If I had attended the University of Montana for more than a day and a half, I think I’d be pretty furious about the institution’s budget priorities. As a teacher who has watched the state’s flagship university ignore and mismanage recruitment of top students for years, I know I am frustrated.
And the latest decision from the University, to hire another “consultant,” is especially galling.
While there never seems to be enough money to maintain academic programs or to ensure that students in Montana are actually being recruited to attend the university, there seems to be a limitless pool of money to hire consultants and people who are asked to build “collaborative relationships around the state,” whatever the hell that means.
The latest hire, according to the Missoulian, is former Lee Enterprises publisher and vice president Mike Gulledge, who will pull down $10,000 a month to somehow help the School of Journalism and to do media work for the university.
It’s a fascinating choice. Gulledge oversaw papers in Montana while his parent company stripped them of reporters and editors across the state. As former Indy Writer Dan Brooks noted on Twitter, “Lee Enterprises laid off half its employees during Gulledge’s tenure. He shut down the Independent.”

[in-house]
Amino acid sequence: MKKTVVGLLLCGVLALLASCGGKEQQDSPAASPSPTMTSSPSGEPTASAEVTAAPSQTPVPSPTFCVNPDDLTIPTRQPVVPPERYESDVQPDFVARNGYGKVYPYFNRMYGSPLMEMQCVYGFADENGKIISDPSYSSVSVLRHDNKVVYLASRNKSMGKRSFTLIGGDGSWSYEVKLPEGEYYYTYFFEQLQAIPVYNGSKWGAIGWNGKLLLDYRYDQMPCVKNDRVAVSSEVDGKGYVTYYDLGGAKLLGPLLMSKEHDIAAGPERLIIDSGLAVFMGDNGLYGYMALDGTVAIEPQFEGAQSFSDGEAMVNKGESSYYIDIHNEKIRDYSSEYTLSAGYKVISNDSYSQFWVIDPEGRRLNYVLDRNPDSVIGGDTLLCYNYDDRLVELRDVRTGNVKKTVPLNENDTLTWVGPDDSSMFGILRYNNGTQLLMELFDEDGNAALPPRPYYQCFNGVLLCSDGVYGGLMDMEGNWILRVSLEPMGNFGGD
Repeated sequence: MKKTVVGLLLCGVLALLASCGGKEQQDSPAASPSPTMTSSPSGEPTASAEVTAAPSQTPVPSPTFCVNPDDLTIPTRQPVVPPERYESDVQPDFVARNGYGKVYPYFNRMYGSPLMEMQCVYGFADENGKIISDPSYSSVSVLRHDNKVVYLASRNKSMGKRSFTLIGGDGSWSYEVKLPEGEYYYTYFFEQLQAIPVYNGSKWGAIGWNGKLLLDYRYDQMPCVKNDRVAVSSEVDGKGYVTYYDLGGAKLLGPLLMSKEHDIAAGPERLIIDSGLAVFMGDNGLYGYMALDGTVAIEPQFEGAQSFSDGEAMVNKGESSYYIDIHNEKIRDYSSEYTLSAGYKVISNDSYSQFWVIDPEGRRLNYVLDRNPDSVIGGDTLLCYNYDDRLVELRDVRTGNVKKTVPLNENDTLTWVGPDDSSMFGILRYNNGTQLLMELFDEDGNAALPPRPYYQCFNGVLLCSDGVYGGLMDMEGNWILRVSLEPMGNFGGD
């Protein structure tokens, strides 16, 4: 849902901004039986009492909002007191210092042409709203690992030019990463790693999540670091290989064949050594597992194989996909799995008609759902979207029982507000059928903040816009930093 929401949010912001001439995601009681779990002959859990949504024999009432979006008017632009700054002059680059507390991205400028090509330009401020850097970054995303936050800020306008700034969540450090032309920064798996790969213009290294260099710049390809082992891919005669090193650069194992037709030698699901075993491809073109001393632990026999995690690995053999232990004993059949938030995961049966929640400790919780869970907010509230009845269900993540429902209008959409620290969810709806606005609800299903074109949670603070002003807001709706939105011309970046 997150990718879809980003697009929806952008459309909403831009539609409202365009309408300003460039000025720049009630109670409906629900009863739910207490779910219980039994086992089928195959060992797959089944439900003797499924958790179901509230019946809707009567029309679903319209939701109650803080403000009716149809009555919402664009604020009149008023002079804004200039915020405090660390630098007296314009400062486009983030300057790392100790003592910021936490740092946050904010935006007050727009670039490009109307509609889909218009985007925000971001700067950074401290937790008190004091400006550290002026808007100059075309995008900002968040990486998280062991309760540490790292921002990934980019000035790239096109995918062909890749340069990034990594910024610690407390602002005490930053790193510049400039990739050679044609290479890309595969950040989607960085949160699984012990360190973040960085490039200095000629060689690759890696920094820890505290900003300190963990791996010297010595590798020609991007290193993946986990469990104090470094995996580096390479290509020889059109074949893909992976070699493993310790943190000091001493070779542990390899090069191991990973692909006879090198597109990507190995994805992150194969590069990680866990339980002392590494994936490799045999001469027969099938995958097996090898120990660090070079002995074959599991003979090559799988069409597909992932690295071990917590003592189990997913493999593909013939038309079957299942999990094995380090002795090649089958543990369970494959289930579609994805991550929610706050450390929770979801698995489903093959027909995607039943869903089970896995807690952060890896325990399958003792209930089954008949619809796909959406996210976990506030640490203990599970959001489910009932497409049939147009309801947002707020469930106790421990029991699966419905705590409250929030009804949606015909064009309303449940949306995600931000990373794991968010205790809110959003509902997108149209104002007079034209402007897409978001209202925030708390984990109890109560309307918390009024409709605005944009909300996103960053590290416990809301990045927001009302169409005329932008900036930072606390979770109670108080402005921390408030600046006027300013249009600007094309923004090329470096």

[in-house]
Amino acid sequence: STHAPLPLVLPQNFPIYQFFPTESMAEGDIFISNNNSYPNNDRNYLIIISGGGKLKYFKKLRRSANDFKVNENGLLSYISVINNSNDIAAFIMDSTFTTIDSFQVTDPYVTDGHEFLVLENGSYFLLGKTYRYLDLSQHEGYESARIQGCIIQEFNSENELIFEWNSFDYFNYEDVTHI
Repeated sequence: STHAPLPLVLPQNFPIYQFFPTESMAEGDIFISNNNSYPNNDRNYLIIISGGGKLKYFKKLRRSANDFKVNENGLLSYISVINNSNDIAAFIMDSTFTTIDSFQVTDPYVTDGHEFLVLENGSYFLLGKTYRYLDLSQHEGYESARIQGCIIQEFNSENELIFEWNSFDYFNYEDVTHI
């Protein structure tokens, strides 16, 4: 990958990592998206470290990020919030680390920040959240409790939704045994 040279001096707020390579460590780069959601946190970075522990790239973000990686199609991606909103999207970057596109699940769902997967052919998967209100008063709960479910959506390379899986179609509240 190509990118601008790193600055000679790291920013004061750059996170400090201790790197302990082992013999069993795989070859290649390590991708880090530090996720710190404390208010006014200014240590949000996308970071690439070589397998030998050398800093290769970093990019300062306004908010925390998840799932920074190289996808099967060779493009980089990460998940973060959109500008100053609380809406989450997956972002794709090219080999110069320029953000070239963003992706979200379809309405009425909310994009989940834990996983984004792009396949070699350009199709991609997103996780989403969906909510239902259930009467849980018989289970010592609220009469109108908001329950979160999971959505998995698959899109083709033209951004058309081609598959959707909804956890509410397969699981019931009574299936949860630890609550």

It is hard to emphasize how insulting it must seem to those who lost their jobs under Gulledge’s leadership while he was pulling down $456,000 in salary and other compensation from Lee to see the University many attended offer him exorbitant compensation for little responsibility. It’s probably of little comfort that Gulledge hopes to help the media recover from the “contraction” he played such an important role creating.
It also speaks clearly about the misplaced priorities at the University of Montana. You can be damn sure that no prospective student–assuming any are ever actually contacted by the University–will be drawn to campus because of this hire, especially when 58 faculty members are being cut.
UM is facing a challenging future and seems to be answering it the way Lee has answered its corporate cash crisis: rewarding layers of top administrative staff and spending precious resources on public relations rather than substance.
Deciding to spend precious resources that could be used on student recruitment, retention, or even assistance seems on someone with a nebulously defined task of massaging some public relations is yet another unforced error by a university that seems unable to stop making them.